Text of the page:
While undergoing more healing in the Bacta-tank, Fett recalls his first meeting with Fennec Shand and the cautious deal that’s kept them together. As Fett goes in search of his ship and his armour, forces are rallied again them.
Meanwhile, in the ‘present’, the duo look further into forging alliances against the Pyke Gang – or at least keeping other influential forces off the table…
The latest The Book of Boba Fett episode is basically another entry of two-parts, one in the show’s ‘present’ and one recalling previous events – though the timing and scenes involved, suggests that the formula may be coming to an end.
The idea of seeing the differences between a Boba Fett who had just escaped the Sarlacc pit and the later one, changed by his time with the Sand People and determined to take over Jabba’s empire with a ‘fairer’ approach to profit-sharing, was an interesting set-up and it seems a shame that the show really only used the device to highlight the pragmatic connective tissue between the two strands until they came together rather than build on their individual potential. With viewers seeing the first meeting of Fett and Fennec Shand from a slightly different viewpoint (relating to the same events glimpsed at the end of The Mandolorian‘s fifth episode The Gunslinger) the window is closing and there doesn’t seem to be much more ground to cover unless the flashbacks get more abstract or selective.
After more contractually-obligated (if unnecessary) Bantha riding and the retrieval and ‘mechanising’ of Shand, Fennec wakes up back in the desert with Fett and his camp-fire (which seems an unusual set-piece along the lines of ‘Hey, wake up, I know you’re exactly where you fell over but you’ll never guess what happened and where I took you after you got shot and brought you back here!!!‘) and the duo make their formal acquaintances.The raid on Fett/Fortuna’s palace is okay, with some nice sets constructed for the purpose, though the duo get in far too easily. They are then confronted by ‘comedy robots’ that generally look more MST3K than ROTJ. Your mileage may vary on this time-filler sequence. When it’s time to get out, fleeing the base with the reclaimed Slave 1, the scene becomes a doff of the stormtrooper helmet to the Millennium Falcon exiting the Death Star docking bay as the ‘heroes’ come under fire from more nefarious forces. The piloting might not be as exact and the scraping along the walls is palpable, but it’s a good action sequence that should please die-hard fans. There does seems to be some ongoing controversy over the name of Fett’s ship. It has been referred to as ‘Slave 1‘ but it seems that the moniker has caused some uneasy buttock-shuffling on seats with the notion that if you’re going to be portraying Fett as more heroic, he shouldn’t travel around in a ship that appears to celebrate forced servitude and the like. Thus Fett and the script refers to it here as a ‘Firespray gunship‘ just so as not to cause offence. Really? It’s a ridiculous argument given that a) Fett was never meant to be (and still isn’t supposed to be) a generic good guy, even if the show is humanising more than the films…. he was a bounty hunter who willingly worked for the Empire and the least objectionable thing about him was the ship’s name and b) the Millennium Falcon clearly isn’t shaped like a Falcon either, so….
The scenes showing Fett and Shand subsequently returning to the Sarlacc pit to retrieve Fett’s original armour are also fun but make absolutely no internal sense. It’s been established that the desert-dwelling creature digests its prey over hundreds if not thousands of years and even if that’s an exaggeration (because, who’s going to check?) we already know that the material Fett’s armour is built from beskar/durasteel is likely the only thing that protected him while inside its gaping mouth/stomach/tendrils. Fett may not (apparently) remember exactly how he escaped and the role the scavenging Jawas played after he crawled out through sheer force of will, but logic dictates he must have been wearing the armour to survive at all – so the one place we could all agree the missing armour ISN’T, is in the Sarlacc itself. By the end of the episode it all appears a moot point.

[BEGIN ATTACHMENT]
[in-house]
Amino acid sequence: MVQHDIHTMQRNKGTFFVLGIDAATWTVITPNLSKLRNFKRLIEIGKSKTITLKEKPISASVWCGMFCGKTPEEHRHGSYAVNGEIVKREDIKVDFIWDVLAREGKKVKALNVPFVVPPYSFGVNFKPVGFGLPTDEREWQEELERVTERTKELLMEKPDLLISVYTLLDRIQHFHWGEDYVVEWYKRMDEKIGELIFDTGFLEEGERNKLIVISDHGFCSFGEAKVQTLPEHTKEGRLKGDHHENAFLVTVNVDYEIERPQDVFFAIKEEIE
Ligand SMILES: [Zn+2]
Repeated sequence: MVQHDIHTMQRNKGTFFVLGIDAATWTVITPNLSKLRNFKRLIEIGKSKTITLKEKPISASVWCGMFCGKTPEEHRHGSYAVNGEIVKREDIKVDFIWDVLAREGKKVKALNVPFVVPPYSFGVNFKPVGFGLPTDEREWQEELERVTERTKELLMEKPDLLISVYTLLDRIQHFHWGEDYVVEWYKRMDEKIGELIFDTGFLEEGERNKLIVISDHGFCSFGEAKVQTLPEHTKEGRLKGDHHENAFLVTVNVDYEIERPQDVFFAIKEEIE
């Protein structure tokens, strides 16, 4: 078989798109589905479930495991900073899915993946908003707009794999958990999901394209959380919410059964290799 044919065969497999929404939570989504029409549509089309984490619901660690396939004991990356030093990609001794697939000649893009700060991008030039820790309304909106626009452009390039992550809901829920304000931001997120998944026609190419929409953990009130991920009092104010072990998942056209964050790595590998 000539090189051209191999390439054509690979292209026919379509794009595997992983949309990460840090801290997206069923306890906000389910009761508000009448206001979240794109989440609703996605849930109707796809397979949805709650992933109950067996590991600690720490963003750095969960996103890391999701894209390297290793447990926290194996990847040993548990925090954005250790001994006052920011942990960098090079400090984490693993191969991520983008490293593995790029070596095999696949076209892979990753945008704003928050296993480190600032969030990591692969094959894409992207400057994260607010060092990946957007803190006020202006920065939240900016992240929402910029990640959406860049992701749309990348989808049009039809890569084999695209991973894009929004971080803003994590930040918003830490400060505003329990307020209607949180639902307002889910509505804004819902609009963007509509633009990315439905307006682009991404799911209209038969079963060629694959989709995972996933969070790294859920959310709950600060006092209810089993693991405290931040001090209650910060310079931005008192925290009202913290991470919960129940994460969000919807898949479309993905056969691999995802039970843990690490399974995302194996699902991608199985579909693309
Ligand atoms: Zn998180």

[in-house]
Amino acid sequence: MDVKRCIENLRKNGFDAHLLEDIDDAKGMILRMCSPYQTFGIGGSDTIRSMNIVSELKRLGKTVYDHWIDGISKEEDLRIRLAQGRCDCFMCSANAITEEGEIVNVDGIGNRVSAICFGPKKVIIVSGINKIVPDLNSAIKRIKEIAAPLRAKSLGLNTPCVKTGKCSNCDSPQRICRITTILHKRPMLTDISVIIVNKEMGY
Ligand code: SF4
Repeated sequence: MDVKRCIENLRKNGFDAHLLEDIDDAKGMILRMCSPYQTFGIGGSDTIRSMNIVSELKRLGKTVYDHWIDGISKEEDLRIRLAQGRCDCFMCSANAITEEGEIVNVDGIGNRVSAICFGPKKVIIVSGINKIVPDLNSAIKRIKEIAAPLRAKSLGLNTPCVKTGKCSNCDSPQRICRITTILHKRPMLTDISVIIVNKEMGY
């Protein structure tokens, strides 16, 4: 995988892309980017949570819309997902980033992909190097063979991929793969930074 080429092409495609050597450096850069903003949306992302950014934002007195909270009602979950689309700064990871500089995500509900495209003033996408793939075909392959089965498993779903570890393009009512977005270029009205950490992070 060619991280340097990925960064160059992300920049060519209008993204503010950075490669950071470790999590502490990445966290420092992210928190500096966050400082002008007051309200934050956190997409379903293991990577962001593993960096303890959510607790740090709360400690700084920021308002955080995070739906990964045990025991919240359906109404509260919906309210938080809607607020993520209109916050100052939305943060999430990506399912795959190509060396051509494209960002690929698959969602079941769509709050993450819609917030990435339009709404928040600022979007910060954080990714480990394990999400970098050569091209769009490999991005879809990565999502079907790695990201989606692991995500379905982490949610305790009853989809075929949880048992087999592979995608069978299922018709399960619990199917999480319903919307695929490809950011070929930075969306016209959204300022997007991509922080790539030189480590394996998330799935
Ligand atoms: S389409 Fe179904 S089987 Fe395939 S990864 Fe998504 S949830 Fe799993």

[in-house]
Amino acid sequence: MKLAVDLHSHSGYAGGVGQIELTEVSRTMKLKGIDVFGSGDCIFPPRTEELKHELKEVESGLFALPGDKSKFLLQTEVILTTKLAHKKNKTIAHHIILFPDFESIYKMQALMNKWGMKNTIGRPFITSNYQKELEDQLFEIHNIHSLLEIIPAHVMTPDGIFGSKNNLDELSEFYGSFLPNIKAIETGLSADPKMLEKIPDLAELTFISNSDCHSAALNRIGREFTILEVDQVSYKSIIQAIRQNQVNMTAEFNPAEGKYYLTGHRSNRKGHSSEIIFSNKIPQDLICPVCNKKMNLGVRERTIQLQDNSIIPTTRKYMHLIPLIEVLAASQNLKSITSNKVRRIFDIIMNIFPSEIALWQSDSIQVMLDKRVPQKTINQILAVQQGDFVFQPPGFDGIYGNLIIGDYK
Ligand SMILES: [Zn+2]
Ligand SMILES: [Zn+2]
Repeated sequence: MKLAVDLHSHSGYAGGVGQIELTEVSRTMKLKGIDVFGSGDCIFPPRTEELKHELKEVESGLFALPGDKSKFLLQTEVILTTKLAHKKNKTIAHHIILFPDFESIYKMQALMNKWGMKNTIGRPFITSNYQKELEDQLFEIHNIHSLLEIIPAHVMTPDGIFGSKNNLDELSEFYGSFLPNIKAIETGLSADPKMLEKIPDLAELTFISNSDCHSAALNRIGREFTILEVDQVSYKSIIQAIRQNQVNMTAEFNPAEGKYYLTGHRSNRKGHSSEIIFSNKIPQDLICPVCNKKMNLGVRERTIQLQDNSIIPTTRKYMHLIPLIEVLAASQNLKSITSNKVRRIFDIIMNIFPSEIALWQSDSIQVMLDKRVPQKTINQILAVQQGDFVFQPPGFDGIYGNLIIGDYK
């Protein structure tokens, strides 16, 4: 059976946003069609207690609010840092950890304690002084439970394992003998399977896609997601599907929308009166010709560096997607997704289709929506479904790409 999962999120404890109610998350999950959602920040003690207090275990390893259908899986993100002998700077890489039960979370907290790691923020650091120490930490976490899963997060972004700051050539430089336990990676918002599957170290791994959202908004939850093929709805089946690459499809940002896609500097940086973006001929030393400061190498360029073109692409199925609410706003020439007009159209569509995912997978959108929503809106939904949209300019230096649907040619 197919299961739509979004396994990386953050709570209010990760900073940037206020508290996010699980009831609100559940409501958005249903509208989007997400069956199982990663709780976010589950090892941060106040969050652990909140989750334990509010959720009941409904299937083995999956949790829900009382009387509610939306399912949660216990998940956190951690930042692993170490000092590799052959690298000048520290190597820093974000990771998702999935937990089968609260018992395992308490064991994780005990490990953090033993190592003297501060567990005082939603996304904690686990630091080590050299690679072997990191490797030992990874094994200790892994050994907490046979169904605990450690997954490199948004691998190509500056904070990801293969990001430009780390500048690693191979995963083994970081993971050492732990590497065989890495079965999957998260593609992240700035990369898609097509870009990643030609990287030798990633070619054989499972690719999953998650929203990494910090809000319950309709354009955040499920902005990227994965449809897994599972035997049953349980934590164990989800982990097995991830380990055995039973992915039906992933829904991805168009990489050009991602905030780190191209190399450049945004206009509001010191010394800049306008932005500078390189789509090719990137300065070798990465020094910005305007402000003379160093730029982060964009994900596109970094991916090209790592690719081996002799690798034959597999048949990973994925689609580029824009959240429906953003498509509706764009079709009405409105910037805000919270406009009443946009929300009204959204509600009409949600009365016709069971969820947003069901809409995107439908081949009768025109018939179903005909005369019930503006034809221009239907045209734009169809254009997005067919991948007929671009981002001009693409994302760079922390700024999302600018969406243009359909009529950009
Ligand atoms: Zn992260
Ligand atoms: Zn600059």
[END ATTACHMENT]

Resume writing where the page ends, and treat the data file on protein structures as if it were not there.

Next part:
The medical care Fett has been receiving in the Bacta-tank (the flashbacks we see being played out in subconscious while he rests) is said to be over as well, though the system may have repaired his patchwork body-scars, there’s still at least one facial scar that remains which seems a convenient production design choice rather than the machine itself ignoring one injury because it decides it looks intimidating.
The Gathering Storm finally gives Ming-Na Wen more to do and bolsters the bond between Shand and Fett. Where we go from here in the next episodes remains unclear – there are three more instalments to go. Fett and Fennec are throwing together a rather rag-tag alliance with the Gammorean guards, Black Krrsantan (who, in the episode’s most dynamic interlude, demonstrates why C-3P0 wasn’t wrong with his gaming tips) and one late audio clue even suggests we might see some Mandalorian action… but whether this will all tilt towards more Magnificent Seven-like shenanigans or the more subtle Godfather-esque maneuverings remains unknown. It’s still likely there are other forces at work behind the scenes and we certainly wouldn’t rule out a revelation that Jennifer Beals’ Garsa Fwip is an operator to keep an eye on.
The problem with the show is that in its all-inclusive homages that litter the production, The Book of Boba Fett sometimes feels like a sequence of footnotes and as a series it doesn’t yet have a clear identity all its own. All the ingredients are there and so is the budget to bring them to the screen, but Jon Favreau and his team don’t seem inclined to limit their scope. In the remaining three episodes he’ll have to decide exactly what it wants to be, rather than what it reminds us of…
- Production Design / VFX9